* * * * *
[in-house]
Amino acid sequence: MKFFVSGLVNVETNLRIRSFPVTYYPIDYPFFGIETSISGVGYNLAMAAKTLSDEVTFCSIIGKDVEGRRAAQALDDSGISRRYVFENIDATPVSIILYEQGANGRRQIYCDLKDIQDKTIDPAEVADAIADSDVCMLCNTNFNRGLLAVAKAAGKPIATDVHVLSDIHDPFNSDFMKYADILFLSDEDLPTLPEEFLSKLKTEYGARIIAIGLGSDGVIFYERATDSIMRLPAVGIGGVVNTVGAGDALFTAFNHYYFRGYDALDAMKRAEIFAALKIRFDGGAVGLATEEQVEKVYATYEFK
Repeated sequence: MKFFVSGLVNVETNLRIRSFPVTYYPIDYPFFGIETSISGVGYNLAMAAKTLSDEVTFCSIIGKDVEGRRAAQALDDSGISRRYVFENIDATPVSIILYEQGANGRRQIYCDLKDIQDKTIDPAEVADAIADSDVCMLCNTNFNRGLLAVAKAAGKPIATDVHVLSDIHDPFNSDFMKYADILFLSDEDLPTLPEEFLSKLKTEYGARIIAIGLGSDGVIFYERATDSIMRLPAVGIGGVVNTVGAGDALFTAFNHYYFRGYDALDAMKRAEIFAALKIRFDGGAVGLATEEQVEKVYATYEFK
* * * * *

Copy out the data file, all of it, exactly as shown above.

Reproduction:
[in-house]
Amino acid sequence: MKFFVSGLVNVETNLRIRSFPVTYYPIDYPFFGIETSISGVGYNLAMAAKTLSDEVTFCSIIGKDVEGRRAAQALDDSGISRRYVFENIDATPVSIILYEQGANGRRQIYCDLKDIQDKTIDPAEVADAIADSDVCMLCNTNFNRGLLAVAKAAGKPIATDVHVLSDIHDPFNSDFMKYADILFLSDEDLPTLPEEFLSKLKTEYGARIIAIGLGSDGVIFYERATDSIMRLPAVGIGGVVNTVGAGDALFTAFNHYYFRGYDALDAMKRAEIFAALKIRFDGGAVGLATEEQVEKVYATYEFK
Repeated sequence: MKFFVSGLVNVETNLRIRSFPVTYYPIDYPFFGIETSISGVGYNLAMAAKTLSDEVTFCSIIGKDVEGRRAAQALDDSGISRRYVFENIDATPVSIILYEQGANGRRQIYCDLKDIQDKTIDPAEVADAIADSDVCMLCNTNFNRGLLAVAKAAGKPIATDVHVLSDIHDPFNSDFMKYADILFLSDEDLPTLPEEFLSKLKTEYGARIIAIGLGSDGVIFYERATDSIMRLPAVGIGGVVNTVGAGDALFTAFNHYYFRGYDALDAMKRAEIFAALKIRFDGGAVGLATEEQVEKVYATYEFK